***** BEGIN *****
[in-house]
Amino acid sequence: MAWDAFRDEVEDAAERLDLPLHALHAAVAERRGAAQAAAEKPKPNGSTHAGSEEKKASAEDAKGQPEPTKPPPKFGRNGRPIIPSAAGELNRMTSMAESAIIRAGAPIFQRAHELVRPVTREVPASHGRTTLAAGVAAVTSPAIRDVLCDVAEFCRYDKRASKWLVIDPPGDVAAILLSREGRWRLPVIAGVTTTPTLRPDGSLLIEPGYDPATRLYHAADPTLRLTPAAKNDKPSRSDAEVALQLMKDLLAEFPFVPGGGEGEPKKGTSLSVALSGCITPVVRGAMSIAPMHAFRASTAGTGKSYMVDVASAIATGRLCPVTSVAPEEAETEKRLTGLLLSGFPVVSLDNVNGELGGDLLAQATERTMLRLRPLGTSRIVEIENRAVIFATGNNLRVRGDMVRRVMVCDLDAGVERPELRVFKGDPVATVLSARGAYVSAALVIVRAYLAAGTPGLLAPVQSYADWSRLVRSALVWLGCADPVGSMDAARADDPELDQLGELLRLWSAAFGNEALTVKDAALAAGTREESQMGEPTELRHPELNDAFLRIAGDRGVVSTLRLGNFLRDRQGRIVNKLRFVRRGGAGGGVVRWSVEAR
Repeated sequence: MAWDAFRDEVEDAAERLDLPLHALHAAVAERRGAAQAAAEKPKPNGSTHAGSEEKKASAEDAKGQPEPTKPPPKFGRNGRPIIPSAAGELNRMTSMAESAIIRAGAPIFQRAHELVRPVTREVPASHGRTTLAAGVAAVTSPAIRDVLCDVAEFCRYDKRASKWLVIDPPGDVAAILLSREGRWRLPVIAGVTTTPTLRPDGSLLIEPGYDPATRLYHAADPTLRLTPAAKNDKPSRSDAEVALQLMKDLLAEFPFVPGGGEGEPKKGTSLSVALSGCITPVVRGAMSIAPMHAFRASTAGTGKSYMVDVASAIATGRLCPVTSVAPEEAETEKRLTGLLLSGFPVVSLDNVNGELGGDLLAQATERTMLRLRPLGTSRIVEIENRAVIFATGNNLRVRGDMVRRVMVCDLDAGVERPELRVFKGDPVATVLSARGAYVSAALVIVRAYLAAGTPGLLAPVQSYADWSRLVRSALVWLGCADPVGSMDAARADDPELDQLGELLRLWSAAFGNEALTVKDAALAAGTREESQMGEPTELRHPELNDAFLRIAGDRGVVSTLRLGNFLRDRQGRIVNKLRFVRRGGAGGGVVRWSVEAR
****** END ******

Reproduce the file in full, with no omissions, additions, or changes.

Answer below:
[in-house]
Amino acid sequence: MAWDAFRDEVEDAAERLDLPLHALHAAVAERRGAAQAAAEKPKPNGSTHAGSEEKKASAEDAKGQPEPTKPPPKFGRNGRPIIPSAAGELNRMTSMAESAIIRAGAPIFQRAHELVRPVTREVPASHGRTTLAAGVAAVTSPAIRDVLCDVAEFCRYDKRASKWLVIDPPGDVAAILLSREGRWRLPVIAGVTTTPTLRPDGSLLIEPGYDPATRLYHAADPTLRLTPAAKNDKPSRSDAEVALQLMKDLLAEFPFVPGGGEGEPKKGTSLSVALSGCITPVVRGAMSIAPMHAFRASTAGTGKSYMVDVASAIATGRLCPVTSVAPEEAETEKRLTGLLLSGFPVVSLDNVNGELGGDLLAQATERTMLRLRPLGTSRIVEIENRAVIFATGNNLRVRGDMVRRVMVCDLDAGVERPELRVFKGDPVATVLSARGAYVSAALVIVRAYLAAGTPGLLAPVQSYADWSRLVRSALVWLGCADPVGSMDAARADDPELDQLGELLRLWSAAFGNEALTVKDAALAAGTREESQMGEPTELRHPELNDAFLRIAGDRGVVSTLRLGNFLRDRQGRIVNKLRFVRRGGAGGGVVRWSVEAR
Repeated sequence: MAWDAFRDEVEDAAERLDLPLHALHAAVAERRGAAQAAAEKPKPNGSTHAGSEEKKASAEDAKGQPEPTKPPPKFGRNGRPIIPSAAGELNRMTSMAESAIIRAGAPIFQRAHELVRPVTREVPASHGRTTLAAGVAAVTSPAIRDVLCDVAEFCRYDKRASKWLVIDPPGDVAAILLSREGRWRLPVIAGVTTTPTLRPDGSLLIEPGYDPATRLYHAADPTLRLTPAAKNDKPSRSDAEVALQLMKDLLAEFPFVPGGGEGEPKKGTSLSVALSGCITPVVRGAMSIAPMHAFRASTAGTGKSYMVDVASAIATGRLCPVTSVAPEEAETEKRLTGLLLSGFPVVSLDNVNGELGGDLLAQATERTMLRLRPLGTSRIVEIENRAVIFATGNNLRVRGDMVRRVMVCDLDAGVERPELRVFKGDPVATVLSARGAYVSAALVIVRAYLAAGTPGLLAPVQSYADWSRLVRSALVWLGCADPVGSMDAARADDPELDQLGELLRLWSAAFGNEALTVKDAALAAGTREESQMGEPTELRHPELNDAFLRIAGDRGVVSTLRLGNFLRDRQGRIVNKLRFVRRGGAGGGVVRWSVEAR